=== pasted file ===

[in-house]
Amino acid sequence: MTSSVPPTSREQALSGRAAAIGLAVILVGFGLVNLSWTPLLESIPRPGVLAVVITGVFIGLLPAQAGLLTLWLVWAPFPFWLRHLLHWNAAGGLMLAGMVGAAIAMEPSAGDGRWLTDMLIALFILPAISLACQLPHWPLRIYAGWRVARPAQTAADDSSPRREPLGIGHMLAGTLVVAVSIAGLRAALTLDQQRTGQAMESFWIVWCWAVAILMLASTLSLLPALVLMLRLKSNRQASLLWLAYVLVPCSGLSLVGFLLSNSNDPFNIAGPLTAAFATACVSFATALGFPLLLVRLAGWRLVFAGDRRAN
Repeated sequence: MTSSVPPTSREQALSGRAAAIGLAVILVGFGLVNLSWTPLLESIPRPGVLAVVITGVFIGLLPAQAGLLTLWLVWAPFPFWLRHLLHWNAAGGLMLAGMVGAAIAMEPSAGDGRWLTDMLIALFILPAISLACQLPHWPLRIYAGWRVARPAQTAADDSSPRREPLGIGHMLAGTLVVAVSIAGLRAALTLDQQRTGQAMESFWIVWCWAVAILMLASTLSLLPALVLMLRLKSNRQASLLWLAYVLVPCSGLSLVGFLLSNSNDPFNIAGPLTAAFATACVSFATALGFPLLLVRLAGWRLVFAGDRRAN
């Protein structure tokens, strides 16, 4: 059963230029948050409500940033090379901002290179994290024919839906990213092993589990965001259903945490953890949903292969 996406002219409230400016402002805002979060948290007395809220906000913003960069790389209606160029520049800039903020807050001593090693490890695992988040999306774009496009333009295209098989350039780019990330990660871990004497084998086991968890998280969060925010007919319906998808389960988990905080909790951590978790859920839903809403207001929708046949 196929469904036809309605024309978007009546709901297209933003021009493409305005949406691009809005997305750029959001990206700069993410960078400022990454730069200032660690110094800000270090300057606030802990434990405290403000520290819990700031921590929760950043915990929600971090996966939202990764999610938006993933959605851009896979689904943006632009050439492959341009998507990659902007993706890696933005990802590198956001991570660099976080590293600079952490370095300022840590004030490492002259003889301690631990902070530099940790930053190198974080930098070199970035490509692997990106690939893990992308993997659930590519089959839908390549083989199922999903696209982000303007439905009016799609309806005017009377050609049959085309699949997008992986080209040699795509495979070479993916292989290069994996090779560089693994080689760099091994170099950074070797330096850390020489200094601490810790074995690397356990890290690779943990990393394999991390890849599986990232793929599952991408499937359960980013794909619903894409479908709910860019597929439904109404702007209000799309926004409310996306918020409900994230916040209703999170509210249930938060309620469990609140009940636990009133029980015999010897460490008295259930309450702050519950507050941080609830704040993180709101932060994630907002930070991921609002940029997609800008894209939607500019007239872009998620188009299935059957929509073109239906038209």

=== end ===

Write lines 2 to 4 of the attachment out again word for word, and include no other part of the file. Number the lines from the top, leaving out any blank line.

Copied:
Amino acid sequence: MTSSVPPTSREQALSGRAAAIGLAVILVGFGLVNLSWTPLLESIPRPGVLAVVITGVFIGLLPAQAGLLTLWLVWAPFPFWLRHLLHWNAAGGLMLAGMVGAAIAMEPSAGDGRWLTDMLIALFILPAISLACQLPHWPLRIYAGWRVARPAQTAADDSSPRREPLGIGHMLAGTLVVAVSIAGLRAALTLDQQRTGQAMESFWIVWCWAVAILMLASTLSLLPALVLMLRLKSNRQASLLWLAYVLVPCSGLSLVGFLLSNSNDPFNIAGPLTAAFATACVSFATALGFPLLLVRLAGWRLVFAGDRRAN
Repeated sequence: MTSSVPPTSREQALSGRAAAIGLAVILVGFGLVNLSWTPLLESIPRPGVLAVVITGVFIGLLPAQAGLLTLWLVWAPFPFWLRHLLHWNAAGGLMLAGMVGAAIAMEPSAGDGRWLTDMLIALFILPAISLACQLPHWPLRIYAGWRVARPAQTAADDSSPRREPLGIGHMLAGTLVVAVSIAGLRAALTLDQQRTGQAMESFWIVWCWAVAILMLASTLSLLPALVLMLRLKSNRQASLLWLAYVLVPCSGLSLVGFLLSNSNDPFNIAGPLTAAFATACVSFATALGFPLLLVRLAGWRLVFAGDRRAN
């Protein structure tokens, strides 16, 4: 059963230029948050409500940033090379901002290179994290024919839906990213092993589990965001259903945490953890949903292969 996406002219409230400016402002805002979060948290007395809220906000913003960069790389209606160029520049800039903020807050001593090693490890695992988040999306774009496009333009295209098989350039780019990330990660871990004497084998086991968890998280969060925010007919319906998808389960988990905080909790951590978790859920839903809403207001929708046949 196929469904036809309605024309978007009546709901297209933003021009493409305005949406691009809005997305750029959001990206700069993410960078400022990454730069200032660690110094800000270090300057606030802990434990405290403000520290819990700031921590929760950043915990929600971090996966939202990764999610938006993933959605851009896979689904943006632009050439492959341009998507990659902007993706890696933005990802590198956001991570660099976080590293600079952490370095300022840590004030490492002259003889301690631990902070530099940790930053190198974080930098070199970035490509692997990106690939893990992308993997659930590519089959839908390549083989199922999903696209982000303007439905009016799609309806005017009377050609049959085309699949997008992986080209040699795509495979070479993916292989290069994996090779560089693994080689760099091994170099950074070797330096850390020489200094601490810790074995690397356990890290690779943990990393394999991390890849599986990232793929599952991408499937359960980013794909619903894409479908709910860019597929439904109404702007209000799309926004409310996306918020409900994230916040209703999170509210249930938060309620469990609140009940636990009133029980015999010897460490008295259930309450702050519950507050941080609830704040993180709101932060994630907002930070991921609002940029997609800008894209939607500019007239872009998620188009299935059957929509073109239906038209």